There are pools that are set up to allow switching from mining one currency to another, depending on which is the most profitable, but we are going to stick to Bitcoin for the purposes of this article. One common point to watch out for with pools is whether they are paying out before the block properly verified, since that can cost the pools significant amounts of money.

Payout methods are the most relevant factor to consider when assessing mining pools, since they will determine the risk and return of your payments. There are ten or so variations, but it is only necessary to understand the three most common: Prop, PPS, and PPLNS.

Prop (or proportional) mining pools you are paid for the amount of valid shares you contribute to the pool when a block is found. Basically, you would be getting paid an exact amount based on the “work” you submitted. This is the best deal for the miner, but carries risk to the pool operator, since bad shares still get paid here.

PPS (or Pay Per Share) rewards miners for each submitted share. The miner knows the estimated number of shares to get the reward, and takes the risk of paying out per share before the reward is earned. As such, these generally have the highest fees.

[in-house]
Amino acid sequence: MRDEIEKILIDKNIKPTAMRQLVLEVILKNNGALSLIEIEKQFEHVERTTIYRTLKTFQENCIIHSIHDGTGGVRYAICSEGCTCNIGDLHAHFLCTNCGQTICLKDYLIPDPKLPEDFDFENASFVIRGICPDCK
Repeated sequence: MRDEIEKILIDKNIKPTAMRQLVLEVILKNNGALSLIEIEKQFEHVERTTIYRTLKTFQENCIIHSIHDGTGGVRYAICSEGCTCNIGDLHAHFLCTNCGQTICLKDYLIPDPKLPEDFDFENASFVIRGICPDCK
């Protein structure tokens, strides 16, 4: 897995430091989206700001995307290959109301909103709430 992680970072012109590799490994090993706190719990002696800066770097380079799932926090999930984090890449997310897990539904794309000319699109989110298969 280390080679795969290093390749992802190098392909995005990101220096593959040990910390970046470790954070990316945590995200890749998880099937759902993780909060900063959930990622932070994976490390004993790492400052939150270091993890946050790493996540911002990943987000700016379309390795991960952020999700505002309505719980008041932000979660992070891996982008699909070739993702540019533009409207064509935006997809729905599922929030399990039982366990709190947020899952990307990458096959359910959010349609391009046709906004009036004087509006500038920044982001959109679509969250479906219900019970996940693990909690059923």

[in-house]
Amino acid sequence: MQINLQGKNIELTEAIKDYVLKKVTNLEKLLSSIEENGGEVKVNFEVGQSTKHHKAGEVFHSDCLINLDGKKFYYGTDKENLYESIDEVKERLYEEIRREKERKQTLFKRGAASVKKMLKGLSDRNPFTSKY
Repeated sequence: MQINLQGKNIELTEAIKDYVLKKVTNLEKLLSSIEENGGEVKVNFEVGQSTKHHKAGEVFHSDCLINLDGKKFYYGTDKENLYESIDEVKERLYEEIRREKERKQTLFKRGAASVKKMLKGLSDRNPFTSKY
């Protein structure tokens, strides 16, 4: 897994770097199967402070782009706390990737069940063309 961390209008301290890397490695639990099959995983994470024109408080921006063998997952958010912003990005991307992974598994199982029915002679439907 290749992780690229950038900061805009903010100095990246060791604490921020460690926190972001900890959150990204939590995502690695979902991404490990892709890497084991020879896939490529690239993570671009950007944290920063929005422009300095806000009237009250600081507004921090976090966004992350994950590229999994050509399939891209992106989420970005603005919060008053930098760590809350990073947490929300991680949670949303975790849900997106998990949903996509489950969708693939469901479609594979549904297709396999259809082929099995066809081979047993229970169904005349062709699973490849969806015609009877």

Finally, PPLNS (or Pay Per Last N Shares) works like Prop pool, but instead of just rewarding miners for the last block, it rewards based on long-term contribution.

Afterwards, you also need to make sure you trust the wallet the cryptocurrency is being deposited into. The last thing you want is to leave a vulnerability for any of your earnings. This is an often-emphasized point, but you shouldn’t overlook it just because your past solution has worked for the small investments you put in.

Control the Risk

Never forget the fact that nothing is certain in investments, especially with bitcoin. This should steel you against the fact your investment may be lost. The fluctuations in the price of hardware, as well as the continuing increases in computing power, have turned bitcoin mining into somewhat of an arms race.

If you do find yourself feeling too risk averse to put significant funds into mining bitcoin, it might be better for you to just purchase bitcoins directly. This way, you are at least guaranteed to receive cryptocurrency.

Featured image courtesy of Shutterstock.

Important: Never invest (trade with) money you can't afford to comfortably lose. Always do your own research and due diligence before placing a trade. Read our Terms & Conditions here. Trade recommendations and analysis are written by our analysts which might have different opinions. Read my 6 Golden Steps to Financial Freedom here. Best regards, Jonas Borchgrevink.